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It won’t be much longer and college freshman will be invading campuses across the country to take the world by storm. Move in day feature plenty of moving boxes, futons, junk food, and emotional parents.

Fashion styles may change every year and college football teams go from losing to winning records, but one thing remains the same – empty nest syndrome. Many parents are devastated by their child’s sudden adulthood and have a hard time letting go. Some managers also have a difficult time letting go in the workplace.

Regardless of tenure, some managers are at a lost when it comes to delegation. The ability to delegate requires more than simply assigning responsibility and tasks. Managers need to know the extent to which others can handle these assignments and also their own tolerance for mistakes that go along with independent work. Too much delegation is called “permissiveness”. However, too little delegation keeps others dependent on managers and that can also be overdone.

Controlling is another managerial function just like planning,organizing, and directing. Control is important because it can help check errors and to take the corrective action so that deviation from standards are minimized. It helps set performance standards and ensures work requirements are carried out according to the company’s guidelines.

Still, many managers are perceived as being too controlling, or not adequately trusting others to take responsibility for their work. These types of managers may appear condescending and disrespectful of team members’ levels of expertise. They may thrive on micro-managing or feel threatened by the loss of control that is a normal part of the delegation process.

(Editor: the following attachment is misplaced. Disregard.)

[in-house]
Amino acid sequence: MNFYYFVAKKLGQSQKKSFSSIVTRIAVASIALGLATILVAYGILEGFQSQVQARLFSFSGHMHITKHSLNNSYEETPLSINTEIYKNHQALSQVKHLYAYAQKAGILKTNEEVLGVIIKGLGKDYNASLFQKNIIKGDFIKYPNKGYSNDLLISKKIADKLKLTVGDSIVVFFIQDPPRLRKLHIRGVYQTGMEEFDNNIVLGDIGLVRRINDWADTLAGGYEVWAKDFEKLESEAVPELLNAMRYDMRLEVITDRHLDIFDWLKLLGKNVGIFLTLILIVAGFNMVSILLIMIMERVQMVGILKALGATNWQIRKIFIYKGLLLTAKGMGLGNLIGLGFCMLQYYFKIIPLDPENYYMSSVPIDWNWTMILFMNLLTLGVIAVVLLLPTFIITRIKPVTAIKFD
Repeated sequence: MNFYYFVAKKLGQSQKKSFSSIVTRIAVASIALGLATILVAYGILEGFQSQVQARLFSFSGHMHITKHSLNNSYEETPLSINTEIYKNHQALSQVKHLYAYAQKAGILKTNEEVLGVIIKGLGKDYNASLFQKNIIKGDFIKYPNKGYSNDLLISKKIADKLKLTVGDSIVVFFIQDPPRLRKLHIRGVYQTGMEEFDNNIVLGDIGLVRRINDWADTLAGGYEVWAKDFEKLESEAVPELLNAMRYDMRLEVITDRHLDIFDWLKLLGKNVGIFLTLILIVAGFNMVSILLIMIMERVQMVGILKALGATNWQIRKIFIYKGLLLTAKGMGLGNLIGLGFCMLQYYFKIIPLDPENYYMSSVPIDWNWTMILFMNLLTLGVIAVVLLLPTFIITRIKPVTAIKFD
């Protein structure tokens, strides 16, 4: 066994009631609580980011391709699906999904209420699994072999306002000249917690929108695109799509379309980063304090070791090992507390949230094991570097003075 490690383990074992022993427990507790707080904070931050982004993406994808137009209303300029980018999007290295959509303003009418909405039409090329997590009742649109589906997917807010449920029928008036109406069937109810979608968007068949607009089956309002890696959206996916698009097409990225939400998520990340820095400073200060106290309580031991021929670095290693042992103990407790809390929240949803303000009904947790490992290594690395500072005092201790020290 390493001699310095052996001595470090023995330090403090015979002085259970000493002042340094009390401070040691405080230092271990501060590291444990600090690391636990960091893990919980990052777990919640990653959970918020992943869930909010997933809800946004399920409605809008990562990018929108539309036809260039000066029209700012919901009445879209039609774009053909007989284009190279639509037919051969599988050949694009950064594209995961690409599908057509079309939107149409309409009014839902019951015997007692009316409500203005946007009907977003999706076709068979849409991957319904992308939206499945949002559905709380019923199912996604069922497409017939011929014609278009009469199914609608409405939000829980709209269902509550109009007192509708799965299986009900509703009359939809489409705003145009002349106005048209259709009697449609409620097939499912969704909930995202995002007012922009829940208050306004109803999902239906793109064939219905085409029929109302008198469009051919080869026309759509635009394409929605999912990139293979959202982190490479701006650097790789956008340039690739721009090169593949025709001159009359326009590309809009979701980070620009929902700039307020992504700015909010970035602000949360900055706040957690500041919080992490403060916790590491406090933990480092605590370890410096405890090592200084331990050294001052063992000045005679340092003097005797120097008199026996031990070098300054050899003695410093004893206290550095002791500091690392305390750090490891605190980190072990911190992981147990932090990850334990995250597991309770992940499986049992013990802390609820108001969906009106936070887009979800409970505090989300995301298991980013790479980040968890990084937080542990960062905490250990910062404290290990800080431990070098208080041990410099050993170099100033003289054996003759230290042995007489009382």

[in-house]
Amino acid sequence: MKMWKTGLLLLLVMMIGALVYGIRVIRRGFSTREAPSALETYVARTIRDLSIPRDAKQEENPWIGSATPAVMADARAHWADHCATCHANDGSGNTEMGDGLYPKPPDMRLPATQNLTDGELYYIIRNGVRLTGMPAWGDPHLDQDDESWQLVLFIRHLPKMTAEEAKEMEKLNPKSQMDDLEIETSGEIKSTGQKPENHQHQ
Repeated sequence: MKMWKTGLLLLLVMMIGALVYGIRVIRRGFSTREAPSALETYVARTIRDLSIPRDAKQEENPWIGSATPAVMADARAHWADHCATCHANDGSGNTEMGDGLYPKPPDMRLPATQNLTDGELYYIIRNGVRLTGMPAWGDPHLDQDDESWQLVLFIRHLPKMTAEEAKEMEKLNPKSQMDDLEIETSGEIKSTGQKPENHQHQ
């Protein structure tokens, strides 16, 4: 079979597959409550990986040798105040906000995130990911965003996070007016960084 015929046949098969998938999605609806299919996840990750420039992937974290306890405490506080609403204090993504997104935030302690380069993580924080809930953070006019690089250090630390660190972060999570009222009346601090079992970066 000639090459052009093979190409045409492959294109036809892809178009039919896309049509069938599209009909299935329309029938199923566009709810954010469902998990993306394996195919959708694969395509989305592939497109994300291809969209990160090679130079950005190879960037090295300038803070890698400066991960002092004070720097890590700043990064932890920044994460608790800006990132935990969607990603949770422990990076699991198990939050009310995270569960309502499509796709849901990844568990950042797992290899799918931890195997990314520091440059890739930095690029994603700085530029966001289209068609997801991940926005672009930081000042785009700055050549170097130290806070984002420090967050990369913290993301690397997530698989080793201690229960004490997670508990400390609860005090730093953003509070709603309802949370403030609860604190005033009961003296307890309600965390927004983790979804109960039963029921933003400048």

Remember that leaders must generate ideas for change and recognize and use the good ideas generated by others. The key word in that sentence is others. Managers need to use goals, plans, skill sets, and resources as the foundation for delegating tasks to their team. You must trust team members to plan and complete their assigned tasks. Team members are likely to appreciate this trust and perform accordingly.

If you don’t want to be the “helicopter” manager and hold your people back, here are some tips to remember:

  • When assigning responsibility, consider which tasks you could serve as back-up instead of lead; which tasks could be assumed by a group member under a manager’s close direction; and whether there are other factors that prevent delegation.
  • Delegate each task and describe the expected result (i.e., success, acceptable performance, unacceptable performance) to the person assigned. Then ask the assigned staff member to develop an action plan.
  • Note the strengths, weaknesses and work preferences of your staff. Note the type of assignments best suited to each team member. Use this information when you delegate tasks.
  • Consider your team members as collaborators rather than subordinates. Use each person’s skills to create a shared outcome. Make team members responsible to each other for performance.

It can hard to let your employees take the reins of the project, just like it’s difficult for parents to watch their kids take the next leap in life, but we all have to learn to let go, even managers.